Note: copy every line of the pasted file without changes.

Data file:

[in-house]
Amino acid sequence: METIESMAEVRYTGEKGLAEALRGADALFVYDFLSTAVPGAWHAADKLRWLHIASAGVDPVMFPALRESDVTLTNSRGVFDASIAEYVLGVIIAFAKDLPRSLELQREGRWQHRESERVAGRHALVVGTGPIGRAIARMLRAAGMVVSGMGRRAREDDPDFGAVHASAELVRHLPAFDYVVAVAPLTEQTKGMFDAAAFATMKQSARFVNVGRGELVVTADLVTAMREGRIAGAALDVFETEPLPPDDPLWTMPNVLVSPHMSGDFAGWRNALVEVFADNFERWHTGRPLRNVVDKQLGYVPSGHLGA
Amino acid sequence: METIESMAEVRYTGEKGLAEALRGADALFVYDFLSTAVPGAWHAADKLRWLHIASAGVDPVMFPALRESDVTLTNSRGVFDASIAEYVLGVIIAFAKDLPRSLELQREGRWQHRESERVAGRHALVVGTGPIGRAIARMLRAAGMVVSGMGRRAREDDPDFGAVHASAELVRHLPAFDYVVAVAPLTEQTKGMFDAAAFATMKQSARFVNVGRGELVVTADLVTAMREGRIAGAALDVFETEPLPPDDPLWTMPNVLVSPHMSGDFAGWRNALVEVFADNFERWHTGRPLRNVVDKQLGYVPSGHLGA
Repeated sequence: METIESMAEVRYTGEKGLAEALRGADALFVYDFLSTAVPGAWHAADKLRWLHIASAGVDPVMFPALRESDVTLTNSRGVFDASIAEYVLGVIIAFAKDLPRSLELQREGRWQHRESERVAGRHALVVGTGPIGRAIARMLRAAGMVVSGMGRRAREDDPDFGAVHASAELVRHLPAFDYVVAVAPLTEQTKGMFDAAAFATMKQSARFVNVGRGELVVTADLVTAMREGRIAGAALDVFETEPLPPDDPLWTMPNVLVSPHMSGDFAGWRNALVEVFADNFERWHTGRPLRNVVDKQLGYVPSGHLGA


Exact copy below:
[in-house]
Amino acid sequence: METIESMAEVRYTGEKGLAEALRGADALFVYDFLSTAVPGAWHAADKLRWLHIASAGVDPVMFPALRESDVTLTNSRGVFDASIAEYVLGVIIAFAKDLPRSLELQREGRWQHRESERVAGRHALVVGTGPIGRAIARMLRAAGMVVSGMGRRAREDDPDFGAVHASAELVRHLPAFDYVVAVAPLTEQTKGMFDAAAFATMKQSARFVNVGRGELVVTADLVTAMREGRIAGAALDVFETEPLPPDDPLWTMPNVLVSPHMSGDFAGWRNALVEVFADNFERWHTGRPLRNVVDKQLGYVPSGHLGA
Amino acid sequence: METIESMAEVRYTGEKGLAEALRGADALFVYDFLSTAVPGAWHAADKLRWLHIASAGVDPVMFPALRESDVTLTNSRGVFDASIAEYVLGVIIAFAKDLPRSLELQREGRWQHRESERVAGRHALVVGTGPIGRAIARMLRAAGMVVSGMGRRAREDDPDFGAVHASAELVRHLPAFDYVVAVAPLTEQTKGMFDAAAFATMKQSARFVNVGRGELVVTADLVTAMREGRIAGAALDVFETEPLPPDDPLWTMPNVLVSPHMSGDFAGWRNALVEVFADNFERWHTGRPLRNVVDKQLGYVPSGHLGA
Repeated sequence: METIESMAEVRYTGEKGLAEALRGADALFVYDFLSTAVPGAWHAADKLRWLHIASAGVDPVMFPALRESDVTLTNSRGVFDASIAEYVLGVIIAFAKDLPRSLELQREGRWQHRESERVAGRHALVVGTGPIGRAIARMLRAAGMVVSGMGRRAREDDPDFGAVHASAELVRHLPAFDYVVAVAPLTEQTKGMFDAAAFATMKQSARFVNVGRGELVVTADLVTAMREGRIAGAALDVFETEPLPPDDPLWTMPNVLVSPHMSGDFAGWRNALVEVFADNFERWHTGRPLRNVVDKQLGYVPSGHLGA